In conversation with Christopher Clarey as he releases his book on Roger Federer
He has reported on the life and career of Roger Federer for two decades and now respected writer Christopher Clarey has released a book that shines a light on the most popular player in tennis history.
The Master is available to buy now and we asked the respected New York Times writer to give us an insight into his time covering Federer on tour and how he pieces together his fascinating insight into one of the greatest tennis players of all time.
— TENNIS (@Tennis) August 25, 2021
What was the idea behind The Master?
The access I have had over the years has been pretty exceptional thanks to the New York Times and the Herald Tribune and I wanted to get it all down there while it was still fresh in my mind.
I really wanted to do a book that looked at Federer’s career while also keeping that journalistic distance and hopefully what I have come up with works well. I have structured it in a way that allows all the global connections he has with the world to come through and while it is structured in a chronological way, I wanted to get into his process of how he handles his day to day and how he has grown as a person.
Why did you feel this was the moment to release the book?
I really sensed that after the loss to Djokovic in the Wimbledon final in 2019 that his main body of work was done then. He was already beating the odds to be as good as he was at that age and with Novak rising again and the young players being as good as they were that it was a good time to take a summation of him.
Ever wondered about the secrets to Federer's success?
— John Murray Press (@johnmurrays) August 19, 2021
You have covered Federer for 20 years, so gives us an insight into how he has handled the media?
He really grasped early on that he needed to have a good connection with those who reported on him. You can see that he has that with the Swiss press who have followed him throughout his career and they have a good human connection with him. For me, he has always been very good to deal with and when he sits down with the media, he does the job properly.
Where do you stand on the great tennis debate over who is the greatest player of all time?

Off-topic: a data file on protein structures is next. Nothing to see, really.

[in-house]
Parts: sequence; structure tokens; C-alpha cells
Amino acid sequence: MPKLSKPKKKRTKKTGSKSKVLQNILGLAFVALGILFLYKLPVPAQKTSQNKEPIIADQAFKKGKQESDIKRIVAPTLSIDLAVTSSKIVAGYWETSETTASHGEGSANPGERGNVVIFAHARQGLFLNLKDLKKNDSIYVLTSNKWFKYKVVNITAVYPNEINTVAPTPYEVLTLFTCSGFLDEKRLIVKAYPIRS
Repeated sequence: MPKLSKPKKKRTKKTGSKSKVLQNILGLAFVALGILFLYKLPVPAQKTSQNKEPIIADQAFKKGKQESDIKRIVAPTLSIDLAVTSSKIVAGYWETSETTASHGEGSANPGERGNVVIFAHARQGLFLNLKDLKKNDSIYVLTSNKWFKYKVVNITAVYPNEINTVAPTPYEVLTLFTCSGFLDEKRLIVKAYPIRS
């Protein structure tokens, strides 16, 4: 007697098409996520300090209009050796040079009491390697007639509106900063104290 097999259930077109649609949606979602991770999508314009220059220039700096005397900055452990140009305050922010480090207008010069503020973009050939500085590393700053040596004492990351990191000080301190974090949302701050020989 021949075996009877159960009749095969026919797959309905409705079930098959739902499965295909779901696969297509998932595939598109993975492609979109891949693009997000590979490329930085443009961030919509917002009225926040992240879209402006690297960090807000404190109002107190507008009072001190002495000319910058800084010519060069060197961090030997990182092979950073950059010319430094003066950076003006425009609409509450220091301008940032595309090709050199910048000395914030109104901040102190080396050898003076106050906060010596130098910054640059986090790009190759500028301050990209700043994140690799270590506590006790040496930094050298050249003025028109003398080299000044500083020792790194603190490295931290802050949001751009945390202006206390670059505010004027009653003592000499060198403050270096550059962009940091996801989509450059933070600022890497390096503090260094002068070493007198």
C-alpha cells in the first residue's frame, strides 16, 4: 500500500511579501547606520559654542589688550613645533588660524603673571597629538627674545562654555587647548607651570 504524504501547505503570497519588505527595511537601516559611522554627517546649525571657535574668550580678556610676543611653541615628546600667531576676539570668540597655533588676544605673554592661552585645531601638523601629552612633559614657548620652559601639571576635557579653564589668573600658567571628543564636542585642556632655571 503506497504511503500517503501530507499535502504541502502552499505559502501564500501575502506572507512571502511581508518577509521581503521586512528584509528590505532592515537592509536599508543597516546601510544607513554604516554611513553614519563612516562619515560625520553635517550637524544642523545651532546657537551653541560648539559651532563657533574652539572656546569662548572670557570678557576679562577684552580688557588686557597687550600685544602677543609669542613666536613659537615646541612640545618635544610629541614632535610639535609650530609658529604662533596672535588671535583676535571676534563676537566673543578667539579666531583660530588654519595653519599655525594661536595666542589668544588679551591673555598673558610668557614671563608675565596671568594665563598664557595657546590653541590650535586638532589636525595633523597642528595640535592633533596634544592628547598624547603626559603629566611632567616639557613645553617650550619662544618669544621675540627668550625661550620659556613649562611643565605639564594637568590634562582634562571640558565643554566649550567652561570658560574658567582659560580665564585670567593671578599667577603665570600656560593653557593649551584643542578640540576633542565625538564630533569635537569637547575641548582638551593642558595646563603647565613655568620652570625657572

The word greatest is a subjective word and you can interpret it in so many different ways. I have resisted using it in tennis because of the Open Era aspect of it and for so long, the best players didn’t play all the Grand Slam tournaments. You have to remember that back then, taking part in each event wasn’t expected. I have interviewed Rod Laver and Ken Rosewall and they will confirm their Grand Slam count wasn’t discussed. Pete Sampras changed the tone around this as he set out to chase Roy Emerson’s Grand Slam record and wanted it to define him. That set the bar for the players that followed him.
So is there an argument to suggest Roger Federer’s impact on the sport should be considered when the debate over ‘the greatest’ is raised?
While it’s hard to compare players from different eras to the current group of players, we can compare players competing now and it is an interesting debate. Does it come down to their performance and achievement on the court or is also about what they have brought to the sport? In that situation and with a wider lens, Roger’s argument is gets stronger as he has had. A huge impact with fans and people outside of the sport of tennis. I won’t make a call on who the greatest of all time, but Novak will win that debate on pure results.
We will have more from our chat with Christopher Clarey on Tennis365 in the coming days and his fascinating book The Master is available here.
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